Scotland was to have 45 seats in the House of Commons, and a representation in the House of Lords.
www.foreverc.com /articles/History_of_Scotland   (7992 words)

  
 The Electoral Commission : Your area : Scotland : The Scottish Parliament
The referendum held in Scotland on 11 September 1997 produced a clear majority for the creation of a Scottish Parliament with tax varying powers.
Some of the issues devolved to the Scottish Parliament include, health (including the NHS in Scotland), education, training, local government, economic development and housing. All the issues on which the Scottish Parliament can pass legislation are known as 'devolved matters'.
At devolution, the powers and duties exercised by UK ministers in Scotland, relating to devolved matters, were transferred to the Scottish Ministers. Most of the responsibilities previously held by the Scottish Office have become part of the remit of the Scottish Executive.
www.electoralcommission.org.uk /your-area/scotparliament.cfm   (454 words)

  
 CATHOLIC ENCYCLOPEDIA: Scotland
Scotland was an independent kingdom until James VI succeeded to the English Crown in 1603; and it continued constitutionally separate from England until the conclusion of the treaty of union a century later.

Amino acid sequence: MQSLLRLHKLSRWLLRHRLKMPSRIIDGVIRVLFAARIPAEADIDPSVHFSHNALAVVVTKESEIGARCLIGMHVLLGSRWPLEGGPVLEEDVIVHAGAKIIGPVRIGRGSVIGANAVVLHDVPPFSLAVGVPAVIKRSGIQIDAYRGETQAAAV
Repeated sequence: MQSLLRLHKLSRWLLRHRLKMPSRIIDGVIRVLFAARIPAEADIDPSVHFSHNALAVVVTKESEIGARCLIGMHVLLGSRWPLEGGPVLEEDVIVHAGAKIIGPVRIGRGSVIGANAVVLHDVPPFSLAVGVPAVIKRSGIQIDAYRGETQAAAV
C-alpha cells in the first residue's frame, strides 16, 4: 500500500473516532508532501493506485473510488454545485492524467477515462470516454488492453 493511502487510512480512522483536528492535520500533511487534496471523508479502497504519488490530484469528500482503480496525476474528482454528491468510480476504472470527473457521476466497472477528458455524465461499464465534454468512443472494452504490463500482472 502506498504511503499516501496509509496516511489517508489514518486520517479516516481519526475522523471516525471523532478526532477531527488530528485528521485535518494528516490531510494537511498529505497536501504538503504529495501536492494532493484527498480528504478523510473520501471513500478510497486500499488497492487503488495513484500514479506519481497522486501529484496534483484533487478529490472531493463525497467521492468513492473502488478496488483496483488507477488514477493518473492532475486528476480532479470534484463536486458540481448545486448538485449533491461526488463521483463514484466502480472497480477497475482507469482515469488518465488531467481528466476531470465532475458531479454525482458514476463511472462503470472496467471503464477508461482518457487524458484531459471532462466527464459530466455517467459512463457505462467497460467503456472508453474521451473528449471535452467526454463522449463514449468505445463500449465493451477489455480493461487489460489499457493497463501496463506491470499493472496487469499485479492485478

The proposal was favourably received in Scotland; but while the eight-year-old queen was on her way from Orkney, and the realm was immediately divided by rival claimants to the throne, John de Baliol and Robert Bruce, both descended from a brother of William the Lion.
Scotland was the last state in Christendom to adhere to the antipope, and only in 1418 declared her allegiance to the rightful pontiff, Martin V.
www.newadvent.org /cathen/13613a.htm   (9453 words)

  
 House of Lords - Privileges - Second Report
In 1707 the Parliament of Scotland passed the Act of Union with England (APS XI, 406, c 7), and the Parliament of England passed the Act of Union with Scotland (6 Ann, c 11).
It was within the power of the Parliament of Scotland to qualify the legislative authority that it was giving to the new Parliament; it is only contingent that an instrument that creates a new legislature empowers that new legislature to amend the instrument itself.
The intention of the Parliament of Scotland that some matters should not be alterable by the Parliament of Great Britain is reflected in the Minutes of the Proceedings of the Parliament of Scotland.
www.parliament.the-stationery-office.co.uk /pa/ld199899/ldselect/ldprivi/108i/10810.htm   (4010 words)

  
 SCC Final Document
Scotland has a legal system which is quite different from that of the rest of the UK, yet under the Westminster system it is legislated for by a parliament outwith Scotland and one in which only a small minority of members represent Scottish constituencies.
Scotland's parliament will be represented in UK Ministerial delegations to the Council of Ministers where appropriate, and Scottish Ministers will lead these UK delegations when the areas under discussion are of specific relevance to Scotland.
That means a Parliament in which men and women are fairly represented in numbers broadly proportionate to their shares of the population, and which actively encourages the participation and involvement of all groups, including ethnic minority groups, in its consultative processes.
www.almac.co.uk /business_park/scc/scc-rep.htm   (10387 words)

  
 Scottish Referendums